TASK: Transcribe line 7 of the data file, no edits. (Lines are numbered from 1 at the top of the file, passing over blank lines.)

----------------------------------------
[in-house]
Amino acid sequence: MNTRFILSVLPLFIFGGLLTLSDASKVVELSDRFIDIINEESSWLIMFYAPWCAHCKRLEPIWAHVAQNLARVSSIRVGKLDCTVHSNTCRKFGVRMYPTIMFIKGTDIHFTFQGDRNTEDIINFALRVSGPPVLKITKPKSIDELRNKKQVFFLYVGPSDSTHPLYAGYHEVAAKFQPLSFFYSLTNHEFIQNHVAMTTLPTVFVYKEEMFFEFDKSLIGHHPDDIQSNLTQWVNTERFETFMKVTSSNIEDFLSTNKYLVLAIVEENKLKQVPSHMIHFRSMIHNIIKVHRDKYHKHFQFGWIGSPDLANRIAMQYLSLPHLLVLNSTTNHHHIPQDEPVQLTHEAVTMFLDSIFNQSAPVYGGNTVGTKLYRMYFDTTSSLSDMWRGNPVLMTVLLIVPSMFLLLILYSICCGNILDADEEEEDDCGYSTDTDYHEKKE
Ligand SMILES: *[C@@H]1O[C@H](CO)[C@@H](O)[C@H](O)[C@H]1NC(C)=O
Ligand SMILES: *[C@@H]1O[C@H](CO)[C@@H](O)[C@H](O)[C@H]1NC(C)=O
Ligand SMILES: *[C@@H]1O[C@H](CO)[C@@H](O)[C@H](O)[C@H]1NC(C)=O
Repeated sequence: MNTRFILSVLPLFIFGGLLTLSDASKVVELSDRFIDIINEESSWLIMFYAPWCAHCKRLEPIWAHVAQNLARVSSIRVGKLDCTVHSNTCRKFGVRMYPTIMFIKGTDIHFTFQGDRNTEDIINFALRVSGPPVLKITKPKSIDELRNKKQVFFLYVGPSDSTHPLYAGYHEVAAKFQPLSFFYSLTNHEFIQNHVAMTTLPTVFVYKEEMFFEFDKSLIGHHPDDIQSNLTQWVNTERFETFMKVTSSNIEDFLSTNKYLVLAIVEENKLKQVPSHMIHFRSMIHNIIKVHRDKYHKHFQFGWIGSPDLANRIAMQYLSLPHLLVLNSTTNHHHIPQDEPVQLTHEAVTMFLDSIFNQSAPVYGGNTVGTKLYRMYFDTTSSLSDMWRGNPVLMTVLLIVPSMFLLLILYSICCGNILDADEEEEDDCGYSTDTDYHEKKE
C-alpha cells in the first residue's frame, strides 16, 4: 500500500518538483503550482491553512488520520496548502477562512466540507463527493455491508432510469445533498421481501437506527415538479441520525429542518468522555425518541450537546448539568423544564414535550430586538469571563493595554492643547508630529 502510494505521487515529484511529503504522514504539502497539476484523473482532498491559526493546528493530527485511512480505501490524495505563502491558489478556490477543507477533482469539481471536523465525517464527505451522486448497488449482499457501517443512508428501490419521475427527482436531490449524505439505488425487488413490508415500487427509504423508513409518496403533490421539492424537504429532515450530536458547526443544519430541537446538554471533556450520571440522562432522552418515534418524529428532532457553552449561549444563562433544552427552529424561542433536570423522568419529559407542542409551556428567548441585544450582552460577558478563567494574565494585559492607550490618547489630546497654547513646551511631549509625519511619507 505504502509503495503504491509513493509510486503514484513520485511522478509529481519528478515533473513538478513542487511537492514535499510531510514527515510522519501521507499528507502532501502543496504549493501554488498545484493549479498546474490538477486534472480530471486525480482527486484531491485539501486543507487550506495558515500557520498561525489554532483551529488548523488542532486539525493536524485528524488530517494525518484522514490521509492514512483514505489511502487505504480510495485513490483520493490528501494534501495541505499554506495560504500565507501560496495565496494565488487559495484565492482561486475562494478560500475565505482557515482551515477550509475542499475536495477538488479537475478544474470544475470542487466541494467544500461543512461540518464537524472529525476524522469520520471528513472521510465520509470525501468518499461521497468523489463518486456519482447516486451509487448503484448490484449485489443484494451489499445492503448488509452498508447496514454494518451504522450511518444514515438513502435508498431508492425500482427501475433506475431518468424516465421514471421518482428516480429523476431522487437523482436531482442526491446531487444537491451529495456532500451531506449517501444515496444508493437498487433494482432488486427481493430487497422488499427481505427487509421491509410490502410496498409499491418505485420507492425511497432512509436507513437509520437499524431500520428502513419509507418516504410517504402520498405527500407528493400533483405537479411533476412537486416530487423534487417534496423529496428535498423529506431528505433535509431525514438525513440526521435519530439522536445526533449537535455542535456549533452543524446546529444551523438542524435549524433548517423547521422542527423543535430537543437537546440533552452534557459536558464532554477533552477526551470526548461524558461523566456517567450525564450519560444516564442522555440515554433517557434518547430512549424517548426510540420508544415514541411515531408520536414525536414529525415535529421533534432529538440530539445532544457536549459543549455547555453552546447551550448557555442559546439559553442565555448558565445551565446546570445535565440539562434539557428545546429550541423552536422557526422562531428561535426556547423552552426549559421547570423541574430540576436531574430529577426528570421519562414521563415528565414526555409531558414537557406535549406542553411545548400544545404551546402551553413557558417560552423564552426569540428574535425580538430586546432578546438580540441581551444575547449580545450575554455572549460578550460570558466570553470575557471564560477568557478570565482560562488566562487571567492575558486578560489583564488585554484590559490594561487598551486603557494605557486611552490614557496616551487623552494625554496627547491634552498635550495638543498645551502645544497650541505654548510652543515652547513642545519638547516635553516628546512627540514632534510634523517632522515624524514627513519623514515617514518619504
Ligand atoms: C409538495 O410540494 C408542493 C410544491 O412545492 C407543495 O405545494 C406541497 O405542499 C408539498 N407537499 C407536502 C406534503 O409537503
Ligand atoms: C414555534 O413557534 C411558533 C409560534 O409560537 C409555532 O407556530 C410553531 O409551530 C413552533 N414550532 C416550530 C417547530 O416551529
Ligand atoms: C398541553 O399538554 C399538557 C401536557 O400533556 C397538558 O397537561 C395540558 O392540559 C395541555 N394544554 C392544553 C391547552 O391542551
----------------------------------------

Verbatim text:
C-alpha cells in the first residue's frame, strides 16, 4: 500500500518538483503550482491553512488520520496548502477562512466540507463527493455491508432510469445533498421481501437506527415538479441520525429542518468522555425518541450537546448539568423544564414535550430586538469571563493595554492643547508630529 502510494505521487515529484511529503504522514504539502497539476484523473482532498491559526493546528493530527485511512480505501490524495505563502491558489478556490477543507477533482469539481471536523465525517464527505451522486448497488449482499457501517443512508428501490419521475427527482436531490449524505439505488425487488413490508415500487427509504423508513409518496403533490421539492424537504429532515450530536458547526443544519430541537446538554471533556450520571440522562432522552418515534418524529428532532457553552449561549444563562433544552427552529424561542433536570423522568419529559407542542409551556428567548441585544450582552460577558478563567494574565494585559492607550490618547489630546497654547513646551511631549509625519511619507 505504502509503495503504491509513493509510486503514484513520485511522478509529481519528478515533473513538478513542487511537492514535499510531510514527515510522519501521507499528507502532501502543496504549493501554488498545484493549479498546474490538477486534472480530471486525480482527486484531491485539501486543507487550506495558515500557520498561525489554532483551529488548523488542532486539525493536524485528524488530517494525518484522514490521509492514512483514505489511502487505504480510495485513490483520493490528501494534501495541505499554506495560504500565507501560496495565496494565488487559495484565492482561486475562494478560500475565505482557515482551515477550509475542499475536495477538488479537475478544474470544475470542487466541494467544500461543512461540518464537524472529525476524522469520520471528513472521510465520509470525501468518499461521497468523489463518486456519482447516486451509487448503484448490484449485489443484494451489499445492503448488509452498508447496514454494518451504522450511518444514515438513502435508498431508492425500482427501475433506475431518468424516465421514471421518482428516480429523476431522487437523482436531482442526491446531487444537491451529495456532500451531506449517501444515496444508493437498487433494482432488486427481493430487497422488499427481505427487509421491509410490502410496498409499491418505485420507492425511497432512509436507513437509520437499524431500520428502513419509507418516504410517504402520498405527500407528493400533483405537479411533476412537486416530487423534487417534496423529496428535498423529506431528505433535509431525514438525513440526521435519530439522536445526533449537535455542535456549533452543524446546529444551523438542524435549524433548517423547521422542527423543535430537543437537546440533552452534557459536558464532554477533552477526551470526548461524558461523566456517567450525564450519560444516564442522555440515554433517557434518547430512549424517548426510540420508544415514541411515531408520536414525536414529525415535529421533534432529538440530539445532544457536549459543549455547555453552546447551550448557555442559546439559553442565555448558565445551565446546570445535565440539562434539557428545546429550541423552536422557526422562531428561535426556547423552552426549559421547570423541574430540576436531574430529577426528570421519562414521563415528565414526555409531558414537557406535549406542553411545548400544545404551546402551553413557558417560552423564552426569540428574535425580538430586546432578546438580540441581551444575547449580545450575554455572549460578550460570558466570553470575557471564560477568557478570565482560562488566562487571567492575558486578560489583564488585554484590559490594561487598551486603557494605557486611552490614557496616551487623552494625554496627547491634552498635550495638543498645551502645544497650541505654548510652543515652547513642545519638547516635553516628546512627540514632534510634523517632522515624524514627513519623514515617514518619504